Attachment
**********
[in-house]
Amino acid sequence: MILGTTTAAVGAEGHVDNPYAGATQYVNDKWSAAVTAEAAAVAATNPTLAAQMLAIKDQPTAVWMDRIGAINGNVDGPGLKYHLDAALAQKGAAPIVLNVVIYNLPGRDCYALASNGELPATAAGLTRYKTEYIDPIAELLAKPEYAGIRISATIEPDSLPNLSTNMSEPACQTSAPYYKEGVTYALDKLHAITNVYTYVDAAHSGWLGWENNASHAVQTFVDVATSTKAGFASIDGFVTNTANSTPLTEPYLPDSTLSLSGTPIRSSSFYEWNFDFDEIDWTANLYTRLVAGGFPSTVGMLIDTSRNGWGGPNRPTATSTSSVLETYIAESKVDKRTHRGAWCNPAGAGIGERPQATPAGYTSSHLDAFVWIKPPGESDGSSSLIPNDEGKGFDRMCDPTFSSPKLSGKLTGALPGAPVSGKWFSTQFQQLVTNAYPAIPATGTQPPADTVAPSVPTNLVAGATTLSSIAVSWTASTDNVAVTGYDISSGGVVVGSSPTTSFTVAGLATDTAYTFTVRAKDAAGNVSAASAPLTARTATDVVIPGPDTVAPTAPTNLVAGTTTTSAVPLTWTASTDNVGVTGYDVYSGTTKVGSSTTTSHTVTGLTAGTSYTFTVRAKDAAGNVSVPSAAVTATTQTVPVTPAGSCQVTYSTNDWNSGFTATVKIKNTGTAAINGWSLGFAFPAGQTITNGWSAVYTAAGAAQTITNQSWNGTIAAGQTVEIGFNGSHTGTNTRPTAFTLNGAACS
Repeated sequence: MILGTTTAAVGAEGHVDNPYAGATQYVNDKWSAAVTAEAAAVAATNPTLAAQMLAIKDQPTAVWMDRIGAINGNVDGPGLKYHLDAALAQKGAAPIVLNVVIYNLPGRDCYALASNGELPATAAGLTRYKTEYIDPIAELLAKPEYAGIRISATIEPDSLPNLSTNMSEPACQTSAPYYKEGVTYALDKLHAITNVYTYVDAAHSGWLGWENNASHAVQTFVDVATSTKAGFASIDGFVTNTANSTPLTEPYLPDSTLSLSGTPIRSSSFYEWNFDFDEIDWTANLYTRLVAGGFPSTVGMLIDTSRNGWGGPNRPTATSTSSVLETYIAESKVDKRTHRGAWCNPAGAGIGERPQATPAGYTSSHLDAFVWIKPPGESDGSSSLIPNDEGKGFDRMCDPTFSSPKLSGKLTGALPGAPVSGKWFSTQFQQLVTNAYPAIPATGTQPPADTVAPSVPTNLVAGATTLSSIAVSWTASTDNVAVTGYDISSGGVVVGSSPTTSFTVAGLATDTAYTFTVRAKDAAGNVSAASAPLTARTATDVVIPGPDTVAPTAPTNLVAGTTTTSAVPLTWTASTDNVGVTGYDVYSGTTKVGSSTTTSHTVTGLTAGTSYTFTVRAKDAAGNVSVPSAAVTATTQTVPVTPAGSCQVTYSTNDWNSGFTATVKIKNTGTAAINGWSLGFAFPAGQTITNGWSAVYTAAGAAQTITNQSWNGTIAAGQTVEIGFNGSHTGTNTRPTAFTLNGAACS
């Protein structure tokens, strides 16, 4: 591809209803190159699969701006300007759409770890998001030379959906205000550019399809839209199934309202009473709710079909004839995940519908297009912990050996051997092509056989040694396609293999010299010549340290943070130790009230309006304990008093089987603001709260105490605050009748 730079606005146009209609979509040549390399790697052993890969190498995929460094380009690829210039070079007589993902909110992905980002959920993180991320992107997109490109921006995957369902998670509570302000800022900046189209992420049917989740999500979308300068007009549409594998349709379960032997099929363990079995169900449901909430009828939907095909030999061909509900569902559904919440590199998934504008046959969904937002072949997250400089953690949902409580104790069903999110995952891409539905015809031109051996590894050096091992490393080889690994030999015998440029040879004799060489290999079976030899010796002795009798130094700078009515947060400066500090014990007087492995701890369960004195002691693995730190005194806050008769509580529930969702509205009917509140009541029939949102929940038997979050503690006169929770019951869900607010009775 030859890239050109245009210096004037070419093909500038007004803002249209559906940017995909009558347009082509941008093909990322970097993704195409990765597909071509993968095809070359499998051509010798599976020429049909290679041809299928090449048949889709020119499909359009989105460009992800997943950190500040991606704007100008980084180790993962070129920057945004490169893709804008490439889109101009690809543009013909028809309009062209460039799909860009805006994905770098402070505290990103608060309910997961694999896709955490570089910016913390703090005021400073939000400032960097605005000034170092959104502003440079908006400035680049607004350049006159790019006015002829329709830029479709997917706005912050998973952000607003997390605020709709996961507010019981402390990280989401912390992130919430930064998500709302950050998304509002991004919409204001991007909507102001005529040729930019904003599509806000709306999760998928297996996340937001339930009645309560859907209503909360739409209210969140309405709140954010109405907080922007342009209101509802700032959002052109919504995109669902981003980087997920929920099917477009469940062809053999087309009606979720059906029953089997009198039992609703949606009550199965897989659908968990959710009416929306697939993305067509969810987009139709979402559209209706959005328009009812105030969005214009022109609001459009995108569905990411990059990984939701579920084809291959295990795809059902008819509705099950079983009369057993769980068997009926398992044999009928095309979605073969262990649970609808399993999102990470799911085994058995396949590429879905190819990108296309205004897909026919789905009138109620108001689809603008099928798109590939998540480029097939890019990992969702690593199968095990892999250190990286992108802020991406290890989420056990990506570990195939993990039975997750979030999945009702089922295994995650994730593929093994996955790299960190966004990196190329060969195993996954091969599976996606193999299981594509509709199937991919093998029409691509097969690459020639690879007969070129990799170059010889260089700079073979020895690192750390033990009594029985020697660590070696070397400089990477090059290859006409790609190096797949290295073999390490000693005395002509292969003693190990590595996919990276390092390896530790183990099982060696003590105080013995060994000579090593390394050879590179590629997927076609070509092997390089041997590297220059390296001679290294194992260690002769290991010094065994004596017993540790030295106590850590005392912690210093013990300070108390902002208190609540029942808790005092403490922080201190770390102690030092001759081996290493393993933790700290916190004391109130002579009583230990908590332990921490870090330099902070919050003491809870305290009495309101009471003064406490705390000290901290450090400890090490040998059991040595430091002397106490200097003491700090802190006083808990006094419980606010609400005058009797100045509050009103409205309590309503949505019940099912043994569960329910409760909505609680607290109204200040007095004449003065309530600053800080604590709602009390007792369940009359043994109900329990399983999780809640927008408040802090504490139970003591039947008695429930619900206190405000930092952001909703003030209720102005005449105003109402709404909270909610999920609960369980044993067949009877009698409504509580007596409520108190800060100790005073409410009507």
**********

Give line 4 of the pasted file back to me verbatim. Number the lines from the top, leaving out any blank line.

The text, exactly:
């Protein structure tokens, strides 16, 4: 591809209803190159699969701006300007759409770890998001030379959906205000550019399809839209199934309202009473709710079909004839995940519908297009912990050996051997092509056989040694396609293999010299010549340290943070130790009230309006304990008093089987603001709260105490605050009748 730079606005146009209609979509040549390399790697052993890969190498995929460094380009690829210039070079007589993902909110992905980002959920993180991320992107997109490109921006995957369902998670509570302000800022900046189209992420049917989740999500979308300068007009549409594998349709379960032997099929363990079995169900449901909430009828939907095909030999061909509900569902559904919440590199998934504008046959969904937002072949997250400089953690949902409580104790069903999110995952891409539905015809031109051996590894050096091992490393080889690994030999015998440029040879004799060489290999079976030899010796002795009798130094700078009515947060400066500090014990007087492995701890369960004195002691693995730190005194806050008769509580529930969702509205009917509140009541029939949102929940038997979050503690006169929770019951869900607010009775 030859890239050109245009210096004037070419093909500038007004803002249209559906940017995909009558347009082509941008093909990322970097993704195409990765597909071509993968095809070359499998051509010798599976020429049909290679041809299928090449048949889709020119499909359009989105460009992800997943950190500040991606704007100008980084180790993962070129920057945004490169893709804008490439889109101009690809543009013909028809309009062209460039799909860009805006994905770098402070505290990103608060309910997961694999896709955490570089910016913390703090005021400073939000400032960097605005000034170092959104502003440079908006400035680049607004350049006159790019006015002829329709830029479709997917706005912050998973952000607003997390605020709709996961507010019981402390990280989401912390992130919430930064998500709302950050998304509002991004919409204001991007909507102001005529040729930019904003599509806000709306999760998928297996996340937001339930009645309560859907209503909360739409209210969140309405709140954010109405907080922007342009209101509802700032959002052109919504995109669902981003980087997920929920099917477009469940062809053999087309009606979720059906029953089997009198039992609703949606009550199965897989659908968990959710009416929306697939993305067509969810987009139709979402559209209706959005328009009812105030969005214009022109609001459009995108569905990411990059990984939701579920084809291959295990795809059902008819509705099950079983009369057993769980068997009926398992044999009928095309979605073969262990649970609808399993999102990470799911085994058995396949590429879905190819990108296309205004897909026919789905009138109620108001689809603008099928798109590939998540480029097939890019990992969702690593199968095990892999250190990286992108802020991406290890989420056990990506570990195939993990039975997750979030999945009702089922295994995650994730593929093994996955790299960190966004990196190329060969195993996954091969599976996606193999299981594509509709199937991919093998029409691509097969690459020639690879007969070129990799170059010889260089700079073979020895690192750390033990009594029985020697660590070696070397400089990477090059290859006409790609190096797949290295073999390490000693005395002509292969003693190990590595996919990276390092390896530790183990099982060696003590105080013995060994000579090593390394050879590179590629997927076609070509092997390089041997590297220059390296001679290294194992260690002769290991010094065994004596017993540790030295106590850590005392912690210093013990300070108390902002208190609540029942808790005092403490922080201190770390102690030092001759081996290493393993933790700290916190004391109130002579009583230990908590332990921490870090330099902070919050003491809870305290009495309101009471003064406490705390000290901290450090400890090490040998059991040595430091002397106490200097003491700090802190006083808990006094419980606010609400005058009797100045509050009103409205309590309503949505019940099912043994569960329910409760909505609680607290109204200040007095004449003065309530600053800080604590709602009390007792369940009359043994109900329990399983999780809640927008408040802090504490139970003591039947008695429930619900206190405000930092952001909703003030209720102005005449105003109402709404909270909610999920609960369980044993067949009877009698409504509580007596409520108190800060100790005073409410009507």